Nicaragua is home to 27 volcanoes.
Some shoot ash and gas into the air while others are a seething cauldron of molten lava.
Masaya is a volcano a thirty minute drive from Granada and closer to Managua. It erupted most recently in 2008 and was one of the first National Parks in Nicaragua. The park closes depending on what emotions the volcano shows and in 2008 visitors were surprised with an eruption that killed two people.
Tour companies are plentiful in Granada and only a few dollars separates the cheapest from the most expensive. A sales force stands on the steps outside the tours front doors and salesmen work the crowd in English and Spanish. Like all sales persons, they tell you what you want to hear, not what you need to know.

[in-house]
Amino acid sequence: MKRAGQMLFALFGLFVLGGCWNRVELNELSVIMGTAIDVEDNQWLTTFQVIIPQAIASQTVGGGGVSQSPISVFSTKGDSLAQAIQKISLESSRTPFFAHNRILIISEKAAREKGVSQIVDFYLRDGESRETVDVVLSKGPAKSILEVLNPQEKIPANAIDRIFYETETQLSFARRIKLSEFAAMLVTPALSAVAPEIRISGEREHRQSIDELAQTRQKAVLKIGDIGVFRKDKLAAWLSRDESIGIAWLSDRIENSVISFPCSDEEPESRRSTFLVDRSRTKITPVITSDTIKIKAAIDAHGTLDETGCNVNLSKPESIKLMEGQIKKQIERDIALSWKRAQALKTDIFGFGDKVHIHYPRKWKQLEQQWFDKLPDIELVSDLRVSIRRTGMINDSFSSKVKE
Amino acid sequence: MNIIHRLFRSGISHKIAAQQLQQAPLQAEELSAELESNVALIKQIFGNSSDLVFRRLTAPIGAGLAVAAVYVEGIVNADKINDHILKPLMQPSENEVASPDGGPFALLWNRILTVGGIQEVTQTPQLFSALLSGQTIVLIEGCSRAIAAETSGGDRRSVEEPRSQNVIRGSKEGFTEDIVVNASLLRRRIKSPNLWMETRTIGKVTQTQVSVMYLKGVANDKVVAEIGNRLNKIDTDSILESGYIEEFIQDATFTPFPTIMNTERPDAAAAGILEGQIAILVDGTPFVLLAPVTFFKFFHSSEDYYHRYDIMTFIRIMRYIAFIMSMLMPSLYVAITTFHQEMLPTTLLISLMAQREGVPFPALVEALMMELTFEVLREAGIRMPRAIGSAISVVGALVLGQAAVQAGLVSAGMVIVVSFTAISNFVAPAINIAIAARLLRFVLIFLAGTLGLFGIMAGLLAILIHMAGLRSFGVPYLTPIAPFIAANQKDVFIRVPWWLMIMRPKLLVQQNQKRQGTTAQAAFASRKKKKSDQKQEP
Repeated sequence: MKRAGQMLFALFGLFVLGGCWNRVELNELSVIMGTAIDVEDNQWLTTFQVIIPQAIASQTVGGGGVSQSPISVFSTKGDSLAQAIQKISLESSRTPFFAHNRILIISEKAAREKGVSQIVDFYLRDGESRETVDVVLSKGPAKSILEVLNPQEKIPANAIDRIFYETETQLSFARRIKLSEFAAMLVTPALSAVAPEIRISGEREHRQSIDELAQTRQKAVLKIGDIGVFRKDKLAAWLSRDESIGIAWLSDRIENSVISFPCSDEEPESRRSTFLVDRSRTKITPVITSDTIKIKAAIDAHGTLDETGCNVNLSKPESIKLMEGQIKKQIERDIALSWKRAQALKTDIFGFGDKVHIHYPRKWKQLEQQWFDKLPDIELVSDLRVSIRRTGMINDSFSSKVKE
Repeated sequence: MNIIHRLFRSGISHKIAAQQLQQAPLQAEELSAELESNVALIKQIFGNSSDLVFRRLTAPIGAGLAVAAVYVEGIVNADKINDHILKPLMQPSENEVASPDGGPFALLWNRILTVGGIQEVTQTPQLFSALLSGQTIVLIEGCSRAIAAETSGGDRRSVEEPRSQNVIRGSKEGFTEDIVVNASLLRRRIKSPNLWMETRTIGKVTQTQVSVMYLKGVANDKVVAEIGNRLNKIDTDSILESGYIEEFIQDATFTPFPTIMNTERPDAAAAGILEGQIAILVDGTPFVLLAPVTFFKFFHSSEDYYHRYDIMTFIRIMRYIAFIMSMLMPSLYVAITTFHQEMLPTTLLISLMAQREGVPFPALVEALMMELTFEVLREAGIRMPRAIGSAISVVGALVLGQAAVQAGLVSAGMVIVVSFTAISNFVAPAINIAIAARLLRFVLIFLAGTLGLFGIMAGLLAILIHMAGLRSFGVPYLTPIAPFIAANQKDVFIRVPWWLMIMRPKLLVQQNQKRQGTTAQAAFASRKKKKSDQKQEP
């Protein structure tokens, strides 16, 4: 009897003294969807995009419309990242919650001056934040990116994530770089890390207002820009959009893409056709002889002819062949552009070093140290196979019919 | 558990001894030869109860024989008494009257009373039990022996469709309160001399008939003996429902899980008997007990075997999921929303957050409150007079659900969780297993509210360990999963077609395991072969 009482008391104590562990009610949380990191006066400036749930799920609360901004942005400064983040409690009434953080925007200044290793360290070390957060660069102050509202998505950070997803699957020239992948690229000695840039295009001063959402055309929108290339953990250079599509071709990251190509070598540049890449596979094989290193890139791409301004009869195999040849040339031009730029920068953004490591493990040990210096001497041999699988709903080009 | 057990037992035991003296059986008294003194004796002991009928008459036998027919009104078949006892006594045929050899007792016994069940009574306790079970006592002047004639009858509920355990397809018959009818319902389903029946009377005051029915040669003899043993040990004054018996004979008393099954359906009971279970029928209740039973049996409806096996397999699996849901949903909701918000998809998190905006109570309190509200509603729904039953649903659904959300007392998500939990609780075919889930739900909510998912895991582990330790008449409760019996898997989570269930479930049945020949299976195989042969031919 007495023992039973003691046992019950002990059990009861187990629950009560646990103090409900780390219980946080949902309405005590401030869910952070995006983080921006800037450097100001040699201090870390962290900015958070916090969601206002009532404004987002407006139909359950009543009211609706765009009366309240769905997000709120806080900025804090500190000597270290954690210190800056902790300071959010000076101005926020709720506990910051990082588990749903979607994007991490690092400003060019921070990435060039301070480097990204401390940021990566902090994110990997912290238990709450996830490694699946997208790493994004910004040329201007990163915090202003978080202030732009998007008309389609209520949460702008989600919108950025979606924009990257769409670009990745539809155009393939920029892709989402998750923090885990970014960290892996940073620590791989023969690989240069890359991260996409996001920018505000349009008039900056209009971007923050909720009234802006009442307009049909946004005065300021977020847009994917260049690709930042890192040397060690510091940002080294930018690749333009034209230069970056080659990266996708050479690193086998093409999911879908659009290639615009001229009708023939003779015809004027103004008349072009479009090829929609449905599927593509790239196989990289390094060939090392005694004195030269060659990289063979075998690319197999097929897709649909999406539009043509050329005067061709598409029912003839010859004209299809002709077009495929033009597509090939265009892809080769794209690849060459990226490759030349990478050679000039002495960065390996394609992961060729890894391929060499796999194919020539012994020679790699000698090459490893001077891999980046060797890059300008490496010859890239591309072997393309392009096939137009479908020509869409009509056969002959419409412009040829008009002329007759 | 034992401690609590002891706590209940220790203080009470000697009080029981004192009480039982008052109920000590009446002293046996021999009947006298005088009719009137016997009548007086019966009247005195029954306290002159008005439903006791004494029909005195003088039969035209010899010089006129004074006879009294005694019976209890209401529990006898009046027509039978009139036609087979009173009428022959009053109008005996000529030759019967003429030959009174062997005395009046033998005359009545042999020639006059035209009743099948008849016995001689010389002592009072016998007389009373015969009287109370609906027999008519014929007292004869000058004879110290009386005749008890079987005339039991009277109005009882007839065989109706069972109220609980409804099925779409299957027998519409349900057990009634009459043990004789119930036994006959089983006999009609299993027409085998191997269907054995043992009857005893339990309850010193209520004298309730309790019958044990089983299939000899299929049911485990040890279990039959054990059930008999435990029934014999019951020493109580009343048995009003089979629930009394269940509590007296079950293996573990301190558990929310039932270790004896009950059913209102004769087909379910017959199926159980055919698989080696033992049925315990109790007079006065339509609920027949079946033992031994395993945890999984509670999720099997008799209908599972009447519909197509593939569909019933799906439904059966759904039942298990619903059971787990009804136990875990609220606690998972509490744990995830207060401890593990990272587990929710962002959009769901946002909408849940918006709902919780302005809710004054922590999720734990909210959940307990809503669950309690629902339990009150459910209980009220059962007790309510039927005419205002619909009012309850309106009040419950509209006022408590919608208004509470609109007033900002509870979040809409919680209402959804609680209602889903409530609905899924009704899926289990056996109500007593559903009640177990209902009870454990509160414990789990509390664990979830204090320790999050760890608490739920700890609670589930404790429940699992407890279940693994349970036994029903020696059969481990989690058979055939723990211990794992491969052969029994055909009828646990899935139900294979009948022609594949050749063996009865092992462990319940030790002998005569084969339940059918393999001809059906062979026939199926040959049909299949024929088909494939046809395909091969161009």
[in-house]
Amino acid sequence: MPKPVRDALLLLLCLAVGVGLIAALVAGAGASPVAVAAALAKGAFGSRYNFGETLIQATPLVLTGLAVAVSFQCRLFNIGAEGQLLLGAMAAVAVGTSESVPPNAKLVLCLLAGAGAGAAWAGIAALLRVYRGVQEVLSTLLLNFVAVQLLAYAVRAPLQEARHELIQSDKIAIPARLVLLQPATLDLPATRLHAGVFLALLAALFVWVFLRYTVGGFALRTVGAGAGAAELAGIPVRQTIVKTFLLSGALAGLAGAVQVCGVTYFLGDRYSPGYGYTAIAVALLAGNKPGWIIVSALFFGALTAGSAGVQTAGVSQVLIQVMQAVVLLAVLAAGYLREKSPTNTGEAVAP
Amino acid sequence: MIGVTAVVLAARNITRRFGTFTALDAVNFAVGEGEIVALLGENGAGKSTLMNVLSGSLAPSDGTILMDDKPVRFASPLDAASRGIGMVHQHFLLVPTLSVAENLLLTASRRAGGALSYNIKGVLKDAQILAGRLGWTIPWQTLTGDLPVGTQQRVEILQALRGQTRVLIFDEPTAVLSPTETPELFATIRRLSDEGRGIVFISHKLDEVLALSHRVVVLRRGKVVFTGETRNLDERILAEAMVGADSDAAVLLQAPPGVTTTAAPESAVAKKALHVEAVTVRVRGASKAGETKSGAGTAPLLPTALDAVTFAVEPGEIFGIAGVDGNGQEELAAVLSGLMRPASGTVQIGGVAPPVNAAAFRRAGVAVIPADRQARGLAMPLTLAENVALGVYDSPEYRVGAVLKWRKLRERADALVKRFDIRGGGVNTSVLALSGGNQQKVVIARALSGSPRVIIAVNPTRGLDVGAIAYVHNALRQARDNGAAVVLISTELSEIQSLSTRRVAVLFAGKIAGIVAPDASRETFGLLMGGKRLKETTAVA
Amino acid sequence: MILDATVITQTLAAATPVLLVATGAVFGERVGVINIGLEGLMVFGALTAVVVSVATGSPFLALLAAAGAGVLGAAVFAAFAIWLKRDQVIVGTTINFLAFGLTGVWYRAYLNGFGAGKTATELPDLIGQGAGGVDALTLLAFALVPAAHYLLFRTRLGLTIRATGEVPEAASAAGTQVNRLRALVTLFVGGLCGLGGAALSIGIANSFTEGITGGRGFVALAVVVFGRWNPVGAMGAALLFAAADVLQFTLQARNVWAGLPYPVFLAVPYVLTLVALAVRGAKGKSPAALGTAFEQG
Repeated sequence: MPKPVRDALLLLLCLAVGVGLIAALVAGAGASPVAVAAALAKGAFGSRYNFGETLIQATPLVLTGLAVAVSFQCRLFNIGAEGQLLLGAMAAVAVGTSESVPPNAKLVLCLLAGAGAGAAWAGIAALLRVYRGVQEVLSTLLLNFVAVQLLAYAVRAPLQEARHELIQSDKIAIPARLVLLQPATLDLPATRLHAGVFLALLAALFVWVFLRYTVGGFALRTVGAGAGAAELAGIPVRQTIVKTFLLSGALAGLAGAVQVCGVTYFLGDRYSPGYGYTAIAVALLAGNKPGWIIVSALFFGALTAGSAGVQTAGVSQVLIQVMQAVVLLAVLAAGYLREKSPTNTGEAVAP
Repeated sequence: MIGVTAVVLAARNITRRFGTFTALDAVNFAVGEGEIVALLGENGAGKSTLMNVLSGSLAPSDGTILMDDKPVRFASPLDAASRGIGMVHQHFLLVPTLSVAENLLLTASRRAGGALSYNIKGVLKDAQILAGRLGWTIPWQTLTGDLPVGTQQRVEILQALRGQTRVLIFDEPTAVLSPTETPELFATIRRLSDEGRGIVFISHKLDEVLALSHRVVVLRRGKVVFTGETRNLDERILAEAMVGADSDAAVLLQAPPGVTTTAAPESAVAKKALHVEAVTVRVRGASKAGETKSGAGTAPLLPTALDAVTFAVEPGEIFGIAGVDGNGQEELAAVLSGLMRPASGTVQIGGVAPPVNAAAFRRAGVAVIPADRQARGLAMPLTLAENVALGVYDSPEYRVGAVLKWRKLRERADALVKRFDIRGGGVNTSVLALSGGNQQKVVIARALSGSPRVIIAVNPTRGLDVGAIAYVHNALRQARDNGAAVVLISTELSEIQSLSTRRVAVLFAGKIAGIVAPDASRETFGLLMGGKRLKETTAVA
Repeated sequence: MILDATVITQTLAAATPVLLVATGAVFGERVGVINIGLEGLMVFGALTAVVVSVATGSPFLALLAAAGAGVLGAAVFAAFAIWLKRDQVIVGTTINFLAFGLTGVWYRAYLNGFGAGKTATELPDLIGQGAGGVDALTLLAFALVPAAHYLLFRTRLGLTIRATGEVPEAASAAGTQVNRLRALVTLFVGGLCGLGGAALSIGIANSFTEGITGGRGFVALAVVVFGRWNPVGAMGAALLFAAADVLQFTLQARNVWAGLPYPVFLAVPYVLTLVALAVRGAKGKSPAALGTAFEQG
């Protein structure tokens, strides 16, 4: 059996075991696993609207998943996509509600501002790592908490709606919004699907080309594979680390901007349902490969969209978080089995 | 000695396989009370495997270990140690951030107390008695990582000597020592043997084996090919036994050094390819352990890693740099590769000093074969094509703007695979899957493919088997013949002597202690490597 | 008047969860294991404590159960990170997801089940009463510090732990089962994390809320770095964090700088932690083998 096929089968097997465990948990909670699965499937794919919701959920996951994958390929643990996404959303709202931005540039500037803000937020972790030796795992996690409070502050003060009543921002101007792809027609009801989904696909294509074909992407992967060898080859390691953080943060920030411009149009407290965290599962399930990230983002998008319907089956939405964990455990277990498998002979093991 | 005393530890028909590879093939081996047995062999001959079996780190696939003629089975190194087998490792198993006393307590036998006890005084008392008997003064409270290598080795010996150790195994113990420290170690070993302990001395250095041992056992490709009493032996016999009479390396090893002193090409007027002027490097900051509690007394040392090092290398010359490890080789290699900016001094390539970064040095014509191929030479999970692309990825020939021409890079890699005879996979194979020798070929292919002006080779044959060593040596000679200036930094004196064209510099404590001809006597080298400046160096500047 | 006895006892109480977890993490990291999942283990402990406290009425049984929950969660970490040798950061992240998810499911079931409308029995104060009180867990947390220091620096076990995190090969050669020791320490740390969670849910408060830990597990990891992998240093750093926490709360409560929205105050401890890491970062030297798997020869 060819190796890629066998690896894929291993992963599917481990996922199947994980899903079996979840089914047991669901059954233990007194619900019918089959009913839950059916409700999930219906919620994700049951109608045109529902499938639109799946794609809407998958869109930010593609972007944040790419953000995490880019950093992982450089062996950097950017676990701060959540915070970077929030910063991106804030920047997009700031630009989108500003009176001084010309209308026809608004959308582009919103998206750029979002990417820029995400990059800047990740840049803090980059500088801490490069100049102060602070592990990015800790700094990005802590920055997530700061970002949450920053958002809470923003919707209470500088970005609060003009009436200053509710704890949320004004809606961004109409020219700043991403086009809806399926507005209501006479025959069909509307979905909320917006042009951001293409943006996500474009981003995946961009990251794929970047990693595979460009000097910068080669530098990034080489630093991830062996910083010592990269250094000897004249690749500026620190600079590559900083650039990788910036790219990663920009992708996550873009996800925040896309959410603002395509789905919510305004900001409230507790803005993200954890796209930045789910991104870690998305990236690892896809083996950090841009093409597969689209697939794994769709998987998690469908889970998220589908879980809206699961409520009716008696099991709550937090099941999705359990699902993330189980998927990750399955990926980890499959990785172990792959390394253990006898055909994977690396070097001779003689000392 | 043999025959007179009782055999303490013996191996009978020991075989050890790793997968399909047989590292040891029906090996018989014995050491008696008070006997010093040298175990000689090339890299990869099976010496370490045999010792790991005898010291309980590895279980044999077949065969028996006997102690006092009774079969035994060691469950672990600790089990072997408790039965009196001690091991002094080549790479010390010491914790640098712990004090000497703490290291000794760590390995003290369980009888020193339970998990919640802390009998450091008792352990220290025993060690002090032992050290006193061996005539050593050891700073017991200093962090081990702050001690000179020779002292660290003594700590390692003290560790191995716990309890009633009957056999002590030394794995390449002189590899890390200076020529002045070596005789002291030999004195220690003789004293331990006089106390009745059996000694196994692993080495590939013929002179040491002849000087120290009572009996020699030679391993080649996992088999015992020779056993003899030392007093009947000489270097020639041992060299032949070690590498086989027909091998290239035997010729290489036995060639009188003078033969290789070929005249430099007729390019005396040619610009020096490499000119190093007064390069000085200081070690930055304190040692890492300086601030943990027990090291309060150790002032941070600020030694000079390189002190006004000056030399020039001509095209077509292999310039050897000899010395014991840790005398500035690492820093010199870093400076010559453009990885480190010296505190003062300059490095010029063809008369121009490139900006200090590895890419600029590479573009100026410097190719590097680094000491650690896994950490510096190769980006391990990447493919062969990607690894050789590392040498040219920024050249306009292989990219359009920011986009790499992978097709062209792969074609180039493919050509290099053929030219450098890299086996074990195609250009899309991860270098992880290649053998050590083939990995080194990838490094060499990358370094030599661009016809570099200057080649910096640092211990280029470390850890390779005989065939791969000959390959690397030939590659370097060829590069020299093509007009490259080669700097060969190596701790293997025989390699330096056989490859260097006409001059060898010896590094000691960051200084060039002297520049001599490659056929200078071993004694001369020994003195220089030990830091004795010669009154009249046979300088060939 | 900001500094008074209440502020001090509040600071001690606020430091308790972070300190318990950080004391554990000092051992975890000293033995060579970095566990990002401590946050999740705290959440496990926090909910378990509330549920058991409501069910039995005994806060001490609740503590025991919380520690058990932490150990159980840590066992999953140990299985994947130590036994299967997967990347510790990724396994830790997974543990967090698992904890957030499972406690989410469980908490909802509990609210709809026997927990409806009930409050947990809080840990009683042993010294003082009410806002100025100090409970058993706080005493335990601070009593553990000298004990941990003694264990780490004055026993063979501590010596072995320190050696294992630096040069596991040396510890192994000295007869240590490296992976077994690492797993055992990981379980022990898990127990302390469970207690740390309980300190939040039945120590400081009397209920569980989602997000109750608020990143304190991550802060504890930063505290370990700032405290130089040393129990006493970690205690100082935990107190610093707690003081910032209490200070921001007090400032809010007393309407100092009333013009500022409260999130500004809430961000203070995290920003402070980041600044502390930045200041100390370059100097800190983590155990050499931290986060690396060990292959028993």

Our evening $20.00 U.S. tour ( which includes a $10 park fee ) takes three hours to complete and includes a ride to the Masaya National Park, a thirty minute photo op of the volcano at night, a ride back to Granada on highways where motorcyclists and bicyclists wear no helmets and have no lights on themselves or their vehicles, and traffic is slash and burn.
This evening our bus is filled with eleven people from Germany, Australia, Canada, Austria and the U.S..
At our thirty minute turn at the top of the volcano, we exit our van and scramble to a waist high rock wall that that separates us from a three hundred foot drop to the bottom of the crater, where, at strategic points, you see molten lava moving like waves. Gas funnels up into our faces and way up in the sky are night stars, even hotter than this volcano.
Caught between molten rock on the inside of this planet and gases in the atmosphere, walking on a land that shakes from quakes and drowns in floods, how can we be convinced we are masters of this world?
It isn’t our power that holds atoms together.